Folk music is an integral part of the celebration of the Mass at Bellinter House.

In the Convent of Our Lady of Sion, Bellinter House, County Meath, Mass is being celebrated in a different way. Mass is held in a convent lecture hall and the ceremony sees guitars, tin whistle and mandolin replace the church organ and hymns in Latin. 

In some ways, it was not a conventional Mass.

The Mass has been organised by Worship ’68, an organisation for Catholic lay people and priests.  Popular folk band The Weavers perform ‘Shout from the Highest Mountain’.  The chief celebrant is Reverend Roman O’Flanagan, OFM (Order of Friars Minor).

The Second Vatican Council (1962 – 1965) brought wide-ranging reforms to the Catholic Church.  One new aspect was the use of contemporary Catholic liturgical music at Mass, which was now celebrated in the vernacular, instead of in Latin.  

The aim behind this was to facilitate active participation of the entire congregation in the Mass, in music and song.  Styles varied around the world, but a folk-based genre became popular in Ireland and other English speaking countries.  These became known as ‘Folk Masses’ or ‘Mass with Folk music’. 

Folk Mass, Convent of Our Lady of Sion, Bellinter House, County Meath (1968)
Folk Mass, Convent of Our Lady of Sion, Bellinter House, County Meath (1968)

A Palladian style Georgian house, Bellinter House was designed by Richard Castle and constructed circa 1750.  Home to the Preston family for almost two hundred years, the house and estate was bought by an English farmer, William Holdsworth in 1854.  In 1966 it was acquired by the Land Commission.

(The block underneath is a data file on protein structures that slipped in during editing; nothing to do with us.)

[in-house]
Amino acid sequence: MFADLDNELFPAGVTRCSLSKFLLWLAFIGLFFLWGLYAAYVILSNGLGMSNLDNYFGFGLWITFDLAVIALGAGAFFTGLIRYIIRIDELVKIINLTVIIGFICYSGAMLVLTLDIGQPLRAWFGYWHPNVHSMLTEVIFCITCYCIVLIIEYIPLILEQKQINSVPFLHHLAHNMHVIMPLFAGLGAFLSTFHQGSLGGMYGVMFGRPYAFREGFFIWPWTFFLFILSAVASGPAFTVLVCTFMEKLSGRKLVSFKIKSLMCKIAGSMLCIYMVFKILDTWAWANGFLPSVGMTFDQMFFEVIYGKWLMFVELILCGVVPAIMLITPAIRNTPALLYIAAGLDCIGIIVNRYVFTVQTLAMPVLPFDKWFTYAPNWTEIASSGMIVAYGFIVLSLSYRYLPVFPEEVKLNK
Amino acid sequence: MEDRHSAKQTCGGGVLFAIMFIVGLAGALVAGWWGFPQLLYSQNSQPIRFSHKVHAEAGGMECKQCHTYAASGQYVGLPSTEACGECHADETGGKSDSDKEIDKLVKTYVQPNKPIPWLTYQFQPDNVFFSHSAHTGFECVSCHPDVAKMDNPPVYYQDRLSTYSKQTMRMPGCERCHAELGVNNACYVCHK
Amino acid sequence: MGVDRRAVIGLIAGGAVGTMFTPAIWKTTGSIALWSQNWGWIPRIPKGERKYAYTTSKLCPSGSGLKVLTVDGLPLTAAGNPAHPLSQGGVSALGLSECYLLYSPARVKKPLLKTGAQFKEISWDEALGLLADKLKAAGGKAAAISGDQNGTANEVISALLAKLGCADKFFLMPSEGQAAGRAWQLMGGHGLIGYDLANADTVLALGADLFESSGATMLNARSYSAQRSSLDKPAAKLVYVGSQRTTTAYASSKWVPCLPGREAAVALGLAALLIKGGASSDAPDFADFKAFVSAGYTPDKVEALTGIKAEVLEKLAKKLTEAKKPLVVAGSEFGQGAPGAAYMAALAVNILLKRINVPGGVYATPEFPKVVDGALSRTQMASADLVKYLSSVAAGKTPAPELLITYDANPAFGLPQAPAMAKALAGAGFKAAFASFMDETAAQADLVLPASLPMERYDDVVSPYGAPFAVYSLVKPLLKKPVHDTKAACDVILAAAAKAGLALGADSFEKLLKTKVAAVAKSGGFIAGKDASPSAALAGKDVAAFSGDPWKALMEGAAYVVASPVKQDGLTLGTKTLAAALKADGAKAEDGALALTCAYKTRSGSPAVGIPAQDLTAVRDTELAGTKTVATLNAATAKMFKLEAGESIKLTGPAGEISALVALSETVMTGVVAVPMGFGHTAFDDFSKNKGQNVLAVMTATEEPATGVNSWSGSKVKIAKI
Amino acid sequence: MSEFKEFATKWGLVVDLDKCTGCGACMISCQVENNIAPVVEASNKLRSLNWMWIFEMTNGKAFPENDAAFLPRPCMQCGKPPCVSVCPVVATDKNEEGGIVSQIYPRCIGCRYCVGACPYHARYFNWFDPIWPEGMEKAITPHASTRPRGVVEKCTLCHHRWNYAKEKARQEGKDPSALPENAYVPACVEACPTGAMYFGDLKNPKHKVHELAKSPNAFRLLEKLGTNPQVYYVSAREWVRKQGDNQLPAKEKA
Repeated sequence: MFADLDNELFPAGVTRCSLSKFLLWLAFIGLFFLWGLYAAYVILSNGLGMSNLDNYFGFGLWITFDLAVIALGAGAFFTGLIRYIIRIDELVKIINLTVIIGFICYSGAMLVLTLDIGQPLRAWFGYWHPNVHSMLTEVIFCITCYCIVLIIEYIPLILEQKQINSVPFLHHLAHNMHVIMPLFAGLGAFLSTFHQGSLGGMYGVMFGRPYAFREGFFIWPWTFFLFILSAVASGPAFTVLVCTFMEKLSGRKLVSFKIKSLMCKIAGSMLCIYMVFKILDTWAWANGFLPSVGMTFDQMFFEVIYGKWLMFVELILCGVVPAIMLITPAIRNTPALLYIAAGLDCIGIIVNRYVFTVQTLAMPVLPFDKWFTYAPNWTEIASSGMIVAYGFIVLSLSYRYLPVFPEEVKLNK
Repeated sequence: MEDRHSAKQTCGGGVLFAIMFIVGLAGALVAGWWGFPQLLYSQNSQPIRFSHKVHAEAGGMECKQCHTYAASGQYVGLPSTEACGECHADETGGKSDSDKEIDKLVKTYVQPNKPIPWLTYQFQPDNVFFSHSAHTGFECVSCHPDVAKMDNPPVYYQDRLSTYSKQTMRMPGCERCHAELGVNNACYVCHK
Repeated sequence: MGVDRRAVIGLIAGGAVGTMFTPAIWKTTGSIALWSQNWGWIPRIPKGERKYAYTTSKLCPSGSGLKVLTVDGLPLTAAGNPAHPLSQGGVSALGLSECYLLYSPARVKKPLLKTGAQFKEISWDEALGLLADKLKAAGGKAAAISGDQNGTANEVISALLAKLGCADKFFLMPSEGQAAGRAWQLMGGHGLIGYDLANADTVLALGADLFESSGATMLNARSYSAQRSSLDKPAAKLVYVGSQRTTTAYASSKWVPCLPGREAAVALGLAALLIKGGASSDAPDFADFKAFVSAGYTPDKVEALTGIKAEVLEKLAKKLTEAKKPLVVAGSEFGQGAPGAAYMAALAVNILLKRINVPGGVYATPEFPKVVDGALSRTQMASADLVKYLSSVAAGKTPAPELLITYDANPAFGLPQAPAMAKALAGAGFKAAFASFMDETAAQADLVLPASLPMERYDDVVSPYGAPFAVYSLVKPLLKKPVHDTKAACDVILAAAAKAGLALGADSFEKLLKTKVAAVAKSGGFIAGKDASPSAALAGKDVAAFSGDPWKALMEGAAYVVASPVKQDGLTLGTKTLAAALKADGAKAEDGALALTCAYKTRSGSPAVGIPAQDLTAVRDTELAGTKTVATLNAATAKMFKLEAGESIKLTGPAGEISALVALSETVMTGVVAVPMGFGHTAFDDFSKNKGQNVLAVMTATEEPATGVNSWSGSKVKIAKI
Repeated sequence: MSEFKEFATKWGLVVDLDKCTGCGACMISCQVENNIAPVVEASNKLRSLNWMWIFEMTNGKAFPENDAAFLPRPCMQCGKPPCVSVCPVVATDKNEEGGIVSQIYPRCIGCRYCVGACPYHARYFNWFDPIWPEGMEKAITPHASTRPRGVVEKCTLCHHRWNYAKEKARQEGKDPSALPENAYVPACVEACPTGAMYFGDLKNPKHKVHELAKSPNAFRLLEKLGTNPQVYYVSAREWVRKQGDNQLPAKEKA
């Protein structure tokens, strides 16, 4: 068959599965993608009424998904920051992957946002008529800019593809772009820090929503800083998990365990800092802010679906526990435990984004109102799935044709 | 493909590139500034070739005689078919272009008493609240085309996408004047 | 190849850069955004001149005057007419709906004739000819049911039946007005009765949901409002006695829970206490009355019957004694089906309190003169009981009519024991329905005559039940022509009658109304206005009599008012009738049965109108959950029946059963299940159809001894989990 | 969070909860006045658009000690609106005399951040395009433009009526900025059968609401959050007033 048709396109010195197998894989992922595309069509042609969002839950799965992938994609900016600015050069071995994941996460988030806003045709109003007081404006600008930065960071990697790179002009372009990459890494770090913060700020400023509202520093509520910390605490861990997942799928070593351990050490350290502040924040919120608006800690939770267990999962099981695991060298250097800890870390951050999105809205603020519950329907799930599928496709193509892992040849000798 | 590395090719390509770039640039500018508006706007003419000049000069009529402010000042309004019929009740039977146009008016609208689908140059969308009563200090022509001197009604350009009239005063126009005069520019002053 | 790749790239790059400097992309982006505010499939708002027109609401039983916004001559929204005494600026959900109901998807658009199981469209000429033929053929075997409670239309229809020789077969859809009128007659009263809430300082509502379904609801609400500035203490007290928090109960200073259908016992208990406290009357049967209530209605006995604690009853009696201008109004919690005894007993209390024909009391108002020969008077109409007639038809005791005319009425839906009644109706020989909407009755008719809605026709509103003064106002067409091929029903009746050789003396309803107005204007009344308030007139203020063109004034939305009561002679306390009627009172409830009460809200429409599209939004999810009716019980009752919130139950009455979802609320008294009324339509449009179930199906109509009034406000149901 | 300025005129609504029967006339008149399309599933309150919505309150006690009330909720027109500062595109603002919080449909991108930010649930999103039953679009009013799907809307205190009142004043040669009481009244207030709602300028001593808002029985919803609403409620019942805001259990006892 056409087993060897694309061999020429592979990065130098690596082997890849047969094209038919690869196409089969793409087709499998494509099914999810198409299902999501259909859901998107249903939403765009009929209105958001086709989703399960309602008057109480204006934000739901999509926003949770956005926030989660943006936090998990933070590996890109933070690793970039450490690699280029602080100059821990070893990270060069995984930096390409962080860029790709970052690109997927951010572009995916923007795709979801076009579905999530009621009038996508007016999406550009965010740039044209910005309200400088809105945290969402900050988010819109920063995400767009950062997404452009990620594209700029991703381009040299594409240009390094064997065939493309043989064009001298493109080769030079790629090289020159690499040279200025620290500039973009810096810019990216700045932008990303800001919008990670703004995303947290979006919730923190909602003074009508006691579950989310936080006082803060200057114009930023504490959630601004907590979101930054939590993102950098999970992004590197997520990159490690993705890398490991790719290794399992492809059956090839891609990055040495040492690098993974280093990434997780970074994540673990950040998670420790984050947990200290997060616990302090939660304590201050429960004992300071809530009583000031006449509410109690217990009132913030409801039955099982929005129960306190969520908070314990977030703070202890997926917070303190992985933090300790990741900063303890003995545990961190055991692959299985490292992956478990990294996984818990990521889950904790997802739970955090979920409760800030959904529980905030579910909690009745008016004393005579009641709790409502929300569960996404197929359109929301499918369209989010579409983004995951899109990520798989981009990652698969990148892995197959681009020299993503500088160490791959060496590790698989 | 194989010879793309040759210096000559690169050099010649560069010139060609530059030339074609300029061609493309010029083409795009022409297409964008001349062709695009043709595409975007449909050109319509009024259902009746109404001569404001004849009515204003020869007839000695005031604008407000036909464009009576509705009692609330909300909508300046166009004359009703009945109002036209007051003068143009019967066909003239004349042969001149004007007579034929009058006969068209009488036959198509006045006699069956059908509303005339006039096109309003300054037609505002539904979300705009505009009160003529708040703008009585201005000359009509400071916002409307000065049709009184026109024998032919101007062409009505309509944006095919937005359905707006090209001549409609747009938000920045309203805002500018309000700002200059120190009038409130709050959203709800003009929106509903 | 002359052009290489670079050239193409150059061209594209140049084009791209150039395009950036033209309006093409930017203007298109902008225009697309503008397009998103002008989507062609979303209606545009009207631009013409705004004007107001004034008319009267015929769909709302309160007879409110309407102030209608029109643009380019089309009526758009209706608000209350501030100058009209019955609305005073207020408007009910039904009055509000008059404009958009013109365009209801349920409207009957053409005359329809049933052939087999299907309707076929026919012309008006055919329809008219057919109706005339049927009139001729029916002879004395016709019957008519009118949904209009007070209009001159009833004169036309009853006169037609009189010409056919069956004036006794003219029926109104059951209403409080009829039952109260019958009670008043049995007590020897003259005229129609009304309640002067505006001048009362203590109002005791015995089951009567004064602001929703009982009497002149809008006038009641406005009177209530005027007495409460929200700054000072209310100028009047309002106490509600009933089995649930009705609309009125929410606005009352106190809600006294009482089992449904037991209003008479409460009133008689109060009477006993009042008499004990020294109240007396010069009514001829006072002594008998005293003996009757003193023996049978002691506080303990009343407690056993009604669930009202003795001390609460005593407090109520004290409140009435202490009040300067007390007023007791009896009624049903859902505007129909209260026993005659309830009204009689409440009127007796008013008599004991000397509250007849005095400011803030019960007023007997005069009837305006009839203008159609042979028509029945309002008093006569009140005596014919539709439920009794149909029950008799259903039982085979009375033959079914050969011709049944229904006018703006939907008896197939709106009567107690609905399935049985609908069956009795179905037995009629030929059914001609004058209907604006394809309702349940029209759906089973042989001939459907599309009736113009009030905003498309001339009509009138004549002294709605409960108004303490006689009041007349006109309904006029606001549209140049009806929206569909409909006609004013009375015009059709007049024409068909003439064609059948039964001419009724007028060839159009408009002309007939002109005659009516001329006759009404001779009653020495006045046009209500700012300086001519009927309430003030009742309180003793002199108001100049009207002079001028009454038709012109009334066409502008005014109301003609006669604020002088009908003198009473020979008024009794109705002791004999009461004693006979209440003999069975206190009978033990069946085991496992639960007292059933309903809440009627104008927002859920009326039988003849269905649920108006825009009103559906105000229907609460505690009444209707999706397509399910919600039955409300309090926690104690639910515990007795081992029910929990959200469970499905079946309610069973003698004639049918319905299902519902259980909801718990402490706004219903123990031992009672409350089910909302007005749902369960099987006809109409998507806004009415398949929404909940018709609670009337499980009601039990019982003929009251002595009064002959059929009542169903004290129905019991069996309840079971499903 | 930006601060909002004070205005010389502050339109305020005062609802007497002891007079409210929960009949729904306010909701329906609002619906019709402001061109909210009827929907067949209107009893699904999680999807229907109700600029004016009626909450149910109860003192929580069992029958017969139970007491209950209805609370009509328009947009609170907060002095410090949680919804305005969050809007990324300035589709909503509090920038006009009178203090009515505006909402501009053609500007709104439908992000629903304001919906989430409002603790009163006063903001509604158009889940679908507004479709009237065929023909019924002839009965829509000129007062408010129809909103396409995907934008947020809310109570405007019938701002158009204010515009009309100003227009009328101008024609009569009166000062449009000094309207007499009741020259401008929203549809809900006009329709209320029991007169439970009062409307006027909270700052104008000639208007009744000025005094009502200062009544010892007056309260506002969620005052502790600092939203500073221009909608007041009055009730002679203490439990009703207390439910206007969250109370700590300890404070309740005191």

The Sisters of Sion, a French religious order, were based in Bellinter House from 1966.  As well as a convent, they restored the house and developed it as an adult education, conference and retreat centre.  In 2003 it was sold and opened as a hotel. 

'Seven Days' began broadcasting on 26 September 1966 and was RTÉ television's flagship current affairs programme for ten years. The programme's young production team was made up of producer Lelia Doolan, directors Eoghan Harris and Dick Hill, and reporters John O'Donoghue, Brian Cleeve and Brian Farrell.
Muiris Mac Conghail became producer of 'Seven Days' in 1967 when the programme was merged with another current affairs programme, 'Division'.

This episode of ‘Seven Days’ was broadcast on 6 December 1968.  The reporter is John O’Donoghue.